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Stan Lee dies at age 95 – superheroes as ordinary people


Stan Lee dies at age 95 – Superheroes are one of the most fascinating products of modern pop culture: they can do things that ordinary people can’t and therefore, in the minds of many, they become some ideal beings. The Italian essayist Umberto Eco in his “Travels in Hyperreality” linked that condition to divine powers, especially concerning the first such creature, Superman, created in 1938 by Jerry Siegel and Joe Shuster. Like demigods of popular culture, however, those superheroes were somehow distant and alien to ordinary people. Even though they had their own alter egos who apparently were just like everyone else, there was something that didn’t connect to guys on the streets. The everyday life of superheroes, not only their daytime jobs and the money to pay the rent, to say nothing of their anxieties and existential doubts, were not an issue, at least not at that time.

Stan Lee Marvel Movie Cameos

The comic book character was written by Lee, the artist was Steve Ditko

Stan Lee, who died this week at the age of 95, changed that conception of superheroes, when as a writer and editor, together with artist Steve Ditko, created Spider-Man in 1962. Peter Parker, is not only an emotionally vulnerable young guy, an orphan living with his aunt and uncle, and in love with the girl next door. He is also a man who has to face an irascible boss and who would have to deal with the perception that he is indeed a villain, an outlaw, and not the do-gooder he tries to be. At first his superpowers, i.e. the ability to climb walls and to produce a strong spider web to jump from building to building which resulted from the bite of a radioactive spider, he didn’t use to fight crime –that only came when his beloved uncle Ben was killed by a criminal– but to make him some money.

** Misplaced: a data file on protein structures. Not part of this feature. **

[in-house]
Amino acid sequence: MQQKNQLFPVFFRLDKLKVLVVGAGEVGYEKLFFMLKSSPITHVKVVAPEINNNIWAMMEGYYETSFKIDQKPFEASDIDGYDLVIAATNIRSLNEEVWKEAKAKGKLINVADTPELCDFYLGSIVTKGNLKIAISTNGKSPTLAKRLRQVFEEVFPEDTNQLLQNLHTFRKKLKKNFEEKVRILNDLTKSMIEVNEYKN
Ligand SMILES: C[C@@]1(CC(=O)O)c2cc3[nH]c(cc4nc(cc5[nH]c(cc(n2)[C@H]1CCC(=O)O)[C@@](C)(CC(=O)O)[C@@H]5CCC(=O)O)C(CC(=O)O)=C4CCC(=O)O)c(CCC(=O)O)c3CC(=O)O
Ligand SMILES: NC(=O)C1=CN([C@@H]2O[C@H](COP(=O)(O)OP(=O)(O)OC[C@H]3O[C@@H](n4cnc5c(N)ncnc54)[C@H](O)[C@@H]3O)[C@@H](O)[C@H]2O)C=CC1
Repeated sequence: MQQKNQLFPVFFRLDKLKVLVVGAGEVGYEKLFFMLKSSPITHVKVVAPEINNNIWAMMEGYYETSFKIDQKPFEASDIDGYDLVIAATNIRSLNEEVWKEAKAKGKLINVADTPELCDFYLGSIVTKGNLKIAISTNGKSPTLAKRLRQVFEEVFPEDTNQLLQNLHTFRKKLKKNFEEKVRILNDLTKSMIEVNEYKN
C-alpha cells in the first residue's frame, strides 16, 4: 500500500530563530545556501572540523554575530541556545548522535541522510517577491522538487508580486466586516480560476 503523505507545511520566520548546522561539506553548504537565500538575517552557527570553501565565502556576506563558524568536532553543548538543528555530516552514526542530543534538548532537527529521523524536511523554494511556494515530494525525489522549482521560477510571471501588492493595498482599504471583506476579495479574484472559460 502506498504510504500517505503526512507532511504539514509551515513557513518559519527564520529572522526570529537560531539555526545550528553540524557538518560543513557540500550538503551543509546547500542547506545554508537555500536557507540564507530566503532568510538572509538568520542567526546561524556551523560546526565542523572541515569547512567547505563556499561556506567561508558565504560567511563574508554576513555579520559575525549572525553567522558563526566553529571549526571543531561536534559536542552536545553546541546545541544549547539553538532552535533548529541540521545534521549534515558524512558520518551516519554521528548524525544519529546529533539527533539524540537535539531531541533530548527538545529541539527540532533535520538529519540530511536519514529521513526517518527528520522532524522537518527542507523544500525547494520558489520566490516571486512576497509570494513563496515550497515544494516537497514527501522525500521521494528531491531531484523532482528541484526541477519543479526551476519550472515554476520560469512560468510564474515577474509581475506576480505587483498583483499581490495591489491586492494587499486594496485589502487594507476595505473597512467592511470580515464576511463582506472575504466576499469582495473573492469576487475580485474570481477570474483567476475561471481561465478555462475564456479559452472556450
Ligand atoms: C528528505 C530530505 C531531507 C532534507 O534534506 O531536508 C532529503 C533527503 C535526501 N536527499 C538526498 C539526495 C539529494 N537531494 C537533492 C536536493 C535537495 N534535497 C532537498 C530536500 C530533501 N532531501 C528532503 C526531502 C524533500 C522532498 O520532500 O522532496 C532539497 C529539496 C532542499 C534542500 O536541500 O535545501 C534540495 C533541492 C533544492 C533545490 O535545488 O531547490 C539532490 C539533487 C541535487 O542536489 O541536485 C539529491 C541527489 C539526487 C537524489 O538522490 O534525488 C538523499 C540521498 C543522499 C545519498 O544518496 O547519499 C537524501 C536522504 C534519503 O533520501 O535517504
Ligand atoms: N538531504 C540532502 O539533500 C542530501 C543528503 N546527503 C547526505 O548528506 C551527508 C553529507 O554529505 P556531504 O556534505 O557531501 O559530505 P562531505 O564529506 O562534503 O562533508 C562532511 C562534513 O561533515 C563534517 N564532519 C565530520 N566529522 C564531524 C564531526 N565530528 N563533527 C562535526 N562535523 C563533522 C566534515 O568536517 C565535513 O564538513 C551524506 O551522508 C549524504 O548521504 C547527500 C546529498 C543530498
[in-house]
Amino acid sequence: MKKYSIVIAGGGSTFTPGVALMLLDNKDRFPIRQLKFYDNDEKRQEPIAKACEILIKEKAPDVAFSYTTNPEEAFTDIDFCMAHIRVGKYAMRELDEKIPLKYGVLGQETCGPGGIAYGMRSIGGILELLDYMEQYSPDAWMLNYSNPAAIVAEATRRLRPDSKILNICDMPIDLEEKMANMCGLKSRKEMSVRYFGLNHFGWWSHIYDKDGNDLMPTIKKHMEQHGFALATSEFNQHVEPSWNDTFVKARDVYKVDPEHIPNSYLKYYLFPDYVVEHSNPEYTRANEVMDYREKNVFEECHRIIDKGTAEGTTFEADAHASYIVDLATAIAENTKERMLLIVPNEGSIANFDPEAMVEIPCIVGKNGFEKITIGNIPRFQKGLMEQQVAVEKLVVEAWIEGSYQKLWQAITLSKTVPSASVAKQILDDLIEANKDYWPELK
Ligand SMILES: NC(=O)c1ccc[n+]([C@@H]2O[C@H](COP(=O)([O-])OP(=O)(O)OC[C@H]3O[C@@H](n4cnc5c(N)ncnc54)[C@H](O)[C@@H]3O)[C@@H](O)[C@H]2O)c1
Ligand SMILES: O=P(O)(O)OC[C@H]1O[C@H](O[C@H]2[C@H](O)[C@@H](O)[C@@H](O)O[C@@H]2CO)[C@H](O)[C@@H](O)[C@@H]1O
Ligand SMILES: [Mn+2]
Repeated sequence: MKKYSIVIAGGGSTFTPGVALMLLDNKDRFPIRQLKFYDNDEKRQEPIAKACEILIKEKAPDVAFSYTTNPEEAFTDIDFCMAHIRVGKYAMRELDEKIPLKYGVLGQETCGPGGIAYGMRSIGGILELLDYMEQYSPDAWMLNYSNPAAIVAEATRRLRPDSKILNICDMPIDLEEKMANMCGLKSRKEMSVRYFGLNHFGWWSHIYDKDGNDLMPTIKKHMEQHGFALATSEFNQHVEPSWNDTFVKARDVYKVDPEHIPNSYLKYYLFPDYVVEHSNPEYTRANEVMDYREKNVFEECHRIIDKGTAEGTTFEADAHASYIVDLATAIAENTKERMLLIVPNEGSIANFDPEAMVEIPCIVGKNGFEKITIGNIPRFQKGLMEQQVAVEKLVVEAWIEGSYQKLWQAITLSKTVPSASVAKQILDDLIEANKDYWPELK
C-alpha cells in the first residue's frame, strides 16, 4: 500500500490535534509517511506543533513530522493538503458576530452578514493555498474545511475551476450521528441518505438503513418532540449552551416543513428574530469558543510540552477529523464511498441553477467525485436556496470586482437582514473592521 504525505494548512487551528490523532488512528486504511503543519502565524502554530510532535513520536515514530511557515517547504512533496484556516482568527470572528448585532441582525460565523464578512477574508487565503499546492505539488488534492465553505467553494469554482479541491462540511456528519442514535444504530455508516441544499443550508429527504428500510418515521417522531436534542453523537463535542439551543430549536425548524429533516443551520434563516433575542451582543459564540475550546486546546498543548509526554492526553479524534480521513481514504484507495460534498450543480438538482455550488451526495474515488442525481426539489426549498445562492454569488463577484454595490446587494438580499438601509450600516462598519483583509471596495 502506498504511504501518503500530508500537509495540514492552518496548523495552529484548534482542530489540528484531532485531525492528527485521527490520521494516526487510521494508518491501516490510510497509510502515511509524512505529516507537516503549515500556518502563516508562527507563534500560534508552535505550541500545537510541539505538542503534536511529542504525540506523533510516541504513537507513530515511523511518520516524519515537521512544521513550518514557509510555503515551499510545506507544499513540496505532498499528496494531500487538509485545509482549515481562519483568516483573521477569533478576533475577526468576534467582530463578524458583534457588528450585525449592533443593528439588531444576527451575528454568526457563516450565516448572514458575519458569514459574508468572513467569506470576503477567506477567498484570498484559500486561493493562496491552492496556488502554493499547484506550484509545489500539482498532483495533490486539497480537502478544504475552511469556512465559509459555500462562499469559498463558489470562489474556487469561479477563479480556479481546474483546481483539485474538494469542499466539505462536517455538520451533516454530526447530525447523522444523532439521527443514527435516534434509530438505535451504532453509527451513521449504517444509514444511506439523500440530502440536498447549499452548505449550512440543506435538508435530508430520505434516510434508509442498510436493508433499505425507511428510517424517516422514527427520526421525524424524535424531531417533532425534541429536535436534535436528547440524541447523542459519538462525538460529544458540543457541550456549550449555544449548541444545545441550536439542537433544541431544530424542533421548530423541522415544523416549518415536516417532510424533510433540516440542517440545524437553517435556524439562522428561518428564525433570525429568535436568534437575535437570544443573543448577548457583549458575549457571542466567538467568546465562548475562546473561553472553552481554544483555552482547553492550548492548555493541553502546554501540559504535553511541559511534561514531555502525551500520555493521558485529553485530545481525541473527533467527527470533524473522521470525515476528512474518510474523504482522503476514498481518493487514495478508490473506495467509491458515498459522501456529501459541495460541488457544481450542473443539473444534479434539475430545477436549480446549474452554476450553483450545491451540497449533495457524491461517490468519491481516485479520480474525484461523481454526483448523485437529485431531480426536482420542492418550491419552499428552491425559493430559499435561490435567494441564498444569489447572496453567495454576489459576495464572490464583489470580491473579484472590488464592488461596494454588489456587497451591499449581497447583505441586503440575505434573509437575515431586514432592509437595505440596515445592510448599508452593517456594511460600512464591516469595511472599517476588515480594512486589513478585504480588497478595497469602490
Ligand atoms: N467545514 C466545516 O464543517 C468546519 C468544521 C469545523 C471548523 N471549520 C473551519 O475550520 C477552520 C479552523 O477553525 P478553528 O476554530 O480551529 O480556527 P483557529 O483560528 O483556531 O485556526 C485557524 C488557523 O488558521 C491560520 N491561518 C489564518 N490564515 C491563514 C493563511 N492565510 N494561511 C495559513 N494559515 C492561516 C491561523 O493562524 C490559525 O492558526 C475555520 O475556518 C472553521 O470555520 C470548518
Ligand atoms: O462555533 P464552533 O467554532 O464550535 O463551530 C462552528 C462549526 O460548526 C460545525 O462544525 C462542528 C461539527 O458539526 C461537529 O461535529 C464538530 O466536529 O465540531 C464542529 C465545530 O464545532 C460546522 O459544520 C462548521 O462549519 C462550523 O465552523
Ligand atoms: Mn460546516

The accidental bite by a radioactive spider would give Peter Parker his extraordinary powers

Spider-Man then was first a sort of accidental, even reluctant superhero, like many common guys who would not look for trouble. Eventually, that would change, and it probably was that unassuming superhero aura which saved the character, because his debut in 1962 had been in a comic book that was about to be cancelled after only 15 editions. Apparently, fans came to the rescue and Spider-Man was back by popular demand by 1963. The character then became the subject of a popular TV cartoon series in 1967. Those who watched that show must remember the contagious tune: “Spiderman, Spiderman, / Does whatever a spider can / Spins a web, any size, / Catches thieves just like flies / Look Out! Here comes the Spiderman…” By 2002 the first Spider-Man blockbuster was made under the direction of Sam Raimi, written by David Koepp, and with Tobey Maguire in the leading role. Six more movies have been made since then.

The Marvel universe

Stan Lee’s approach to other superheroes such as The Incredible Hulk was very similar in that sense of “humanizing” the characters, which made them somehow more real as well. With Lee’s death, one of the most influential names in the comic strip genre is gone. Paraphrasing the title of his main character, he was an amazing pop culture creator.

Feature image: Stan Lee with his most popular creation

Spider-Man The Movie (2002) the famous kiss between the superhero (Tobey Maguire) and his grilfriend (Kirsten Dunst)
By: Sergio Martinez – info@mtltimes.ca
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